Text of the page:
Continued from last month…
Our next stop was Tanda Tula, and on our first drive we came across a male lion, two females and three cubs. It was there I learned a very valuable lesson about lions – they are incredibly lazy creatures. The cubs wanted to play, but were too languid to move. As for the adults, they barely moved at all, except to indicate they did not want to be part of play time.
Next was one of our only cheetah sightings. With 7 cheetahs in Tanda Tula’s area a few years ago, they now have just one, and she is very elusive. Similar to Kashane, the leopard at Idube Game Reserve, she had her sights set on something tasty. We were not with her for long before she became impossible to follow, but I will never forget my first cheetah sighting. With her sleek physique and graceful saunter, she is one of the most beautiful animals I saw in Africa.
Shortly afterwards, we found Marula (named after the marula tree, the fruit of which makes Amarula, a cream liqueur), a 5-year-old female leopard. Although the cheetah was the most beautiful animal I saw in Africa, Marula was my favorite. You can tell different leopards apart by the “necklace” of spots they wear around their neck, as it varies with each leopard. Even the boys wear necklaces.
The next morning we stopped for coffee during sunrise after an hour of driving. Ready to start tracking again, we hopped into the vehicle, drove 200 meters and nearly tripped over our lazy lions again. It was a little unnerving to know that these 6 lions knew we were so close to them, yet we had no idea they were there. The rarity of this sighting was that the male lion was sitting amongst his three cubs; usually the cubs are the full responsibility of the females in the pride. Even if a cub is not biologically related to a female, it is everyone’s responsibility to nurture the young. After a few minutes of being there, Dad got tired of babysitting and went to sleep under a tree. Ranger Dan quickly called in rangers from Tanda Tula and other camps in the area to inform them of our findings. Similar to the day before, the cubs rolled around on their backs, wanting to play but not wanting to get up. I saw that they really are just big kittens. Very big kittens. With big claws. And big parents.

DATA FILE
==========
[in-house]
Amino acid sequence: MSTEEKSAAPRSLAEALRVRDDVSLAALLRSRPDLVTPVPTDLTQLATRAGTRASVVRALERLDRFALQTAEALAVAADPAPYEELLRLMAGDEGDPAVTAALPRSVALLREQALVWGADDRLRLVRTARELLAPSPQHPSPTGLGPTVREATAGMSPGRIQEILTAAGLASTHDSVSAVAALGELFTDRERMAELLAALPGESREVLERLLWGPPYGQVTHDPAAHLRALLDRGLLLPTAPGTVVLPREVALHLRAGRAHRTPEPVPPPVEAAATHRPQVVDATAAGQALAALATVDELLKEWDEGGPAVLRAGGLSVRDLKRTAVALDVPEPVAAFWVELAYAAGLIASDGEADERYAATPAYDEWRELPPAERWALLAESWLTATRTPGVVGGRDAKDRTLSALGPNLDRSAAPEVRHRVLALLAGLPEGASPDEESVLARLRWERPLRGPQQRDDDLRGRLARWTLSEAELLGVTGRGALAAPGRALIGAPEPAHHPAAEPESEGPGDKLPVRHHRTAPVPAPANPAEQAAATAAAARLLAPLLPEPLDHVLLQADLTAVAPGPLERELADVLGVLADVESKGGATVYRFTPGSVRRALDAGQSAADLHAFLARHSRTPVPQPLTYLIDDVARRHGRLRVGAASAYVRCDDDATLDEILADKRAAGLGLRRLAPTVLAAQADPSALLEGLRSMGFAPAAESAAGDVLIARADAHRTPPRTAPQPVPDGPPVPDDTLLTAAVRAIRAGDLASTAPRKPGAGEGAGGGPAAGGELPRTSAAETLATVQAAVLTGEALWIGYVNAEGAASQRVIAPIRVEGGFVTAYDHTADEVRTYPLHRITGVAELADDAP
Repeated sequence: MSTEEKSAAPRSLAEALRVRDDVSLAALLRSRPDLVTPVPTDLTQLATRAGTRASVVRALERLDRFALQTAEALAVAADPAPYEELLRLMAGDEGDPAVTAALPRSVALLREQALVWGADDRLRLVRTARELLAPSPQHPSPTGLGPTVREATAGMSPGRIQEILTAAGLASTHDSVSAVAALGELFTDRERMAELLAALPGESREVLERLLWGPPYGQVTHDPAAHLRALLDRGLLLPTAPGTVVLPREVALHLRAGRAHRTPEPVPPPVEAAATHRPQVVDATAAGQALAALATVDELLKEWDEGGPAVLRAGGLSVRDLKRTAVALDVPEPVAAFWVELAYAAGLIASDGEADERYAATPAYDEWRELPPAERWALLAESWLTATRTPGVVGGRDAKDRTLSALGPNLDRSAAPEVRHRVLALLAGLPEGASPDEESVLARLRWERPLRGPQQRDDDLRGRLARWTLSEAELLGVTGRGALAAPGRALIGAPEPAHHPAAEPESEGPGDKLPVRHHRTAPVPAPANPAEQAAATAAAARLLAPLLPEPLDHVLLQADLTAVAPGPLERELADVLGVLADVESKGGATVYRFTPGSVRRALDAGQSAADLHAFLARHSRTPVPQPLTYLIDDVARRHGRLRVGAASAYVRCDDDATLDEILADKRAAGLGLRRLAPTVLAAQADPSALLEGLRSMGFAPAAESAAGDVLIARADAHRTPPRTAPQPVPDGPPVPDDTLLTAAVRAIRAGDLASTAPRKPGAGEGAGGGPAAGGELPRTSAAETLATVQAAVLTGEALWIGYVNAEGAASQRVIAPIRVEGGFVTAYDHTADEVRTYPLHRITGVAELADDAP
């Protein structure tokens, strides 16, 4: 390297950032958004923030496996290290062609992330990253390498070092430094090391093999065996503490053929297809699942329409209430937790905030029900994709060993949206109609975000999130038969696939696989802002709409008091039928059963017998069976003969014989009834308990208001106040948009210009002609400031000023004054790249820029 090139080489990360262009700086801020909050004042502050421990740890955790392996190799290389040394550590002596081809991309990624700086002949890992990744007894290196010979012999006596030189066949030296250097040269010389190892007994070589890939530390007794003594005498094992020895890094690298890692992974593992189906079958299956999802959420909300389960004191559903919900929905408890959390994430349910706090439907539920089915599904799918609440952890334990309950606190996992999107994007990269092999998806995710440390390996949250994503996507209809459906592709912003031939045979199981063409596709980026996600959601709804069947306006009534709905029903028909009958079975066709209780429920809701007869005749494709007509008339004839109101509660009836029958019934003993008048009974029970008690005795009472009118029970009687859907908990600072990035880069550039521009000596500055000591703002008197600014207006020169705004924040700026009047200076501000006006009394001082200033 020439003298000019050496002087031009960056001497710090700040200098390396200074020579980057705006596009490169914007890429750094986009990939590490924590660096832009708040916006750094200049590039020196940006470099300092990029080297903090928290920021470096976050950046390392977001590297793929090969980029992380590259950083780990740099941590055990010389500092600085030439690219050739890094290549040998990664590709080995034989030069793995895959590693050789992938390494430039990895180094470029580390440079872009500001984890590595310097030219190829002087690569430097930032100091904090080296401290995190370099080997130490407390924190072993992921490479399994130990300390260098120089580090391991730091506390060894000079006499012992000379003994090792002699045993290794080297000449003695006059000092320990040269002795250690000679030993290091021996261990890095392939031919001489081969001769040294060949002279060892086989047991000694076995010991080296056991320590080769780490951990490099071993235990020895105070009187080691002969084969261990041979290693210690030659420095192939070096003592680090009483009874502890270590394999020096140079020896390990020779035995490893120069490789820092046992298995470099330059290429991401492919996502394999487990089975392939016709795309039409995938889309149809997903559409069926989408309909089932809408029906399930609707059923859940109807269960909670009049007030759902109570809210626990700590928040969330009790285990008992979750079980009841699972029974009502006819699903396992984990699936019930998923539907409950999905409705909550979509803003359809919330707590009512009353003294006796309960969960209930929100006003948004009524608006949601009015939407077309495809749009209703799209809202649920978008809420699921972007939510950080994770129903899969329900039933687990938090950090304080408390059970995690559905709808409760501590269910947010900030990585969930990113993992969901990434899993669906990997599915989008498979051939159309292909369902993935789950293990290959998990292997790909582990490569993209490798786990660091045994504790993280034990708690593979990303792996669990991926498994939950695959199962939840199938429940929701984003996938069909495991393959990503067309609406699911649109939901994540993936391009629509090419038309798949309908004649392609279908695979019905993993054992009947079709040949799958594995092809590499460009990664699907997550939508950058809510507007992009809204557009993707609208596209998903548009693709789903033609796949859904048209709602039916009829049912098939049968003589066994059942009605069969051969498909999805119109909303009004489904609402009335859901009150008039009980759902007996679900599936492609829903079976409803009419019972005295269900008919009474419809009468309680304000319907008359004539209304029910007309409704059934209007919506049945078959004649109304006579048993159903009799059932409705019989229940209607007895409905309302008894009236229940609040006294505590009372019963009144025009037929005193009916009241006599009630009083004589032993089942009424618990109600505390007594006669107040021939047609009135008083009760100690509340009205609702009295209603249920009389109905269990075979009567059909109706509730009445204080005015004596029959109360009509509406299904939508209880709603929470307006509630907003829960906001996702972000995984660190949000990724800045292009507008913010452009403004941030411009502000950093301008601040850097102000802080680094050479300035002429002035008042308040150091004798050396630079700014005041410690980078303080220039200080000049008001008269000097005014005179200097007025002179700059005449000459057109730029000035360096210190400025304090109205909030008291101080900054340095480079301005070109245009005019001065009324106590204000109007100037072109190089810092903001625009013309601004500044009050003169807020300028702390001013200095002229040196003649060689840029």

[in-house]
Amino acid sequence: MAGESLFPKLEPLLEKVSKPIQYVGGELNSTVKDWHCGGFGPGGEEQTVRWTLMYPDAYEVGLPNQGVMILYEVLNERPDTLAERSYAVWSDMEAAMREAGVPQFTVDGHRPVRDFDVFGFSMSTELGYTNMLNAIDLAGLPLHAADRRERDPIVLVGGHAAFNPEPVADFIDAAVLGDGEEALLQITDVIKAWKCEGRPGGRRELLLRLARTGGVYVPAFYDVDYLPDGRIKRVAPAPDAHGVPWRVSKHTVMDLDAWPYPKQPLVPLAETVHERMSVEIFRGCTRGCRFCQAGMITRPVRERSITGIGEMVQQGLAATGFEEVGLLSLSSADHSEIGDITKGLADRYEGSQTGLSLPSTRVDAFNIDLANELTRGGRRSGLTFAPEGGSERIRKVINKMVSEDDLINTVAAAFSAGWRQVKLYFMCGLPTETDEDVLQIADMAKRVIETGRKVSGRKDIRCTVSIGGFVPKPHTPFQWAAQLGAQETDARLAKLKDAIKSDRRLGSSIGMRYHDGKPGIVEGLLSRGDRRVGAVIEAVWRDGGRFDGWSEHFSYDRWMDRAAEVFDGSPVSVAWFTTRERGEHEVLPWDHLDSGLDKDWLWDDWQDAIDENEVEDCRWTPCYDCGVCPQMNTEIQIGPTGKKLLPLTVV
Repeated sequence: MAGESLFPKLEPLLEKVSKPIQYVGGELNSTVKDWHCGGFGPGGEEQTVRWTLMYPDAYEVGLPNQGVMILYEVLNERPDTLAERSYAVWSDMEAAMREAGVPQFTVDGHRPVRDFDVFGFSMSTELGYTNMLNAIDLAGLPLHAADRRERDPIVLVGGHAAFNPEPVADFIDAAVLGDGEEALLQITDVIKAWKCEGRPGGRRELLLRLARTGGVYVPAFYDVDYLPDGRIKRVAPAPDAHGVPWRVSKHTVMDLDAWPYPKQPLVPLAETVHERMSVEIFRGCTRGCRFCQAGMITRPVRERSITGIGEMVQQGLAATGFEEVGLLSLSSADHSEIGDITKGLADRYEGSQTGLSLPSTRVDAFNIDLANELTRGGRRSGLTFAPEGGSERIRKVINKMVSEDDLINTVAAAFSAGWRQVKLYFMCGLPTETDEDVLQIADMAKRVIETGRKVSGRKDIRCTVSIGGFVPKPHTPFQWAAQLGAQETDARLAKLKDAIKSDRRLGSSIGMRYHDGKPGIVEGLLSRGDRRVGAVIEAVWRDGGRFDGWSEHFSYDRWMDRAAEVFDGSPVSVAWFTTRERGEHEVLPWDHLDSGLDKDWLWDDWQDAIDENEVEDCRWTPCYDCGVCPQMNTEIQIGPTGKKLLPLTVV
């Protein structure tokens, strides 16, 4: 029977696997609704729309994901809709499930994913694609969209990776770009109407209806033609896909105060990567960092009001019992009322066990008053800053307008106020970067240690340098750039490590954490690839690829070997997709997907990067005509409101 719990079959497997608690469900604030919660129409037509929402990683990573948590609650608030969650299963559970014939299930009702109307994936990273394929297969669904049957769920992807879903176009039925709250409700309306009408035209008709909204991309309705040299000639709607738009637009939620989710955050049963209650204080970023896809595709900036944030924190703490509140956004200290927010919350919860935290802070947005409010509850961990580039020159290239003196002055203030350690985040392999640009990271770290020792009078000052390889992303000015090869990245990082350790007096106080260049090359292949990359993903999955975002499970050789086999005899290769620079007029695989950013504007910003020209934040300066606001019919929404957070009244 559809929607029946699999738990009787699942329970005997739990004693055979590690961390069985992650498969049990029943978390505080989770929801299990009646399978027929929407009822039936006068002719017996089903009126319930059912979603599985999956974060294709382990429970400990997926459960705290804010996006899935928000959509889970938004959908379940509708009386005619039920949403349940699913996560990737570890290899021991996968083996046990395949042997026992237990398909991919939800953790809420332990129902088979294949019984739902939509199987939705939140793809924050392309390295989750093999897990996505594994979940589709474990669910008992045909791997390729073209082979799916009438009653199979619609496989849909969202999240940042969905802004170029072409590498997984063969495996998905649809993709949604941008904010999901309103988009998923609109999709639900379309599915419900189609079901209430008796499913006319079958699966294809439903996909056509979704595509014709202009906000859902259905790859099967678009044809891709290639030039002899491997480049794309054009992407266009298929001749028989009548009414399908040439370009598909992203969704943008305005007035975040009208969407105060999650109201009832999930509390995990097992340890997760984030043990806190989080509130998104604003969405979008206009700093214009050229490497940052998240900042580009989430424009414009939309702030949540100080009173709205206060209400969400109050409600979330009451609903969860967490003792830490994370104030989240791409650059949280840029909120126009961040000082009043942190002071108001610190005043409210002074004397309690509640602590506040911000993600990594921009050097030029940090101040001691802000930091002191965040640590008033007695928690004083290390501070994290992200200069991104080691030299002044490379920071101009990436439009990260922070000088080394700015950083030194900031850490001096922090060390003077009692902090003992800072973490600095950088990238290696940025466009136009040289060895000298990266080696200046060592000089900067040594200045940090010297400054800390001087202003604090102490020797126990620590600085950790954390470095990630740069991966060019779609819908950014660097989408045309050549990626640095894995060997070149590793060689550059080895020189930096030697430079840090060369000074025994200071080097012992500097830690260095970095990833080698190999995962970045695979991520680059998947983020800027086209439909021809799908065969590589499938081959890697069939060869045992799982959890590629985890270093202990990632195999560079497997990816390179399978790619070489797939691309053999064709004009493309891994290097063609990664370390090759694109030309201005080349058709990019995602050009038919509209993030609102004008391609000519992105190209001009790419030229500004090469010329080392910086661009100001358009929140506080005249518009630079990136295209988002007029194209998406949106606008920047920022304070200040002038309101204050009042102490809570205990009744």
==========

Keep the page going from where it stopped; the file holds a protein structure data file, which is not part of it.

…But kittens nonetheless.
Speaking of big claws, that evening we saw two leopards after a kill – a mother and her 11 month old daughter. The mother was relaxing in her food coma on the ground while her daughter was sitting with the steenbok in the tree to protect it from anyone else snacking on it. Our ranger told us that cats generally are not named until they are at least 2 years old, have established a territory, and become “rock stars” like this Mom is. This is because up to age 2, there is still a good chance of the cat dying.
Our time at Tanda Tula was never boring – we saw many animals such as elephants crossing the road, a dazzle of zebras grazing in the shade, steenboks (which look like babies at their largest) chowin’ down on some grass, and – oh yeah, hyenas having sundowners with us. Jill, with her what turns out to be spectacular vision (kinda) saw two hyenas in the distance as we stopped for our evening drink. They were quite at distance a to begin with, but that didn’t last long. They steadily walked towards us until they were about 20 feet away… 10 feet away… Right in front of us. Curious creatures as they are, they popped their heads over the ridge and looked at us, clearly saying, “Huh, humans. Alright.” After a calming nod from our ranger, we all stood stock still and let the hyenas smell all around our vehicle before moving on. It certainly proved the point everyone had been telling us – no animal will attack you unprovoked. By the time the rangers from other camps got the word about the sighting, the hyenas were long gone, leaving the interaction private with our group.
On our last morning drive at Tanda Tula, we stopped for coffee at the local watering hole, enjoying our last sunrise with ranger Dan and tracker Given. Remember the African wild dogs I mentioned before, and how rare it was to see them? Well, just our luck, 4 of them walked right up to the watering hole for a drink about 50 feet from us. After a hearty refill, they came closer and walked past us to continue their day. A few minutes later, the ranger from another camp that came late to the hyena party the previous night drove by with his group and yelled, “You are the luckiest people ever!”
Lesson learned – book with Tanda Tula.
Stay tuned for next week, when Leah goes to the next stop on her safari: Kapama Buffalo Camp.
Interested in booking your own safari? Contact Esplanade Travel today!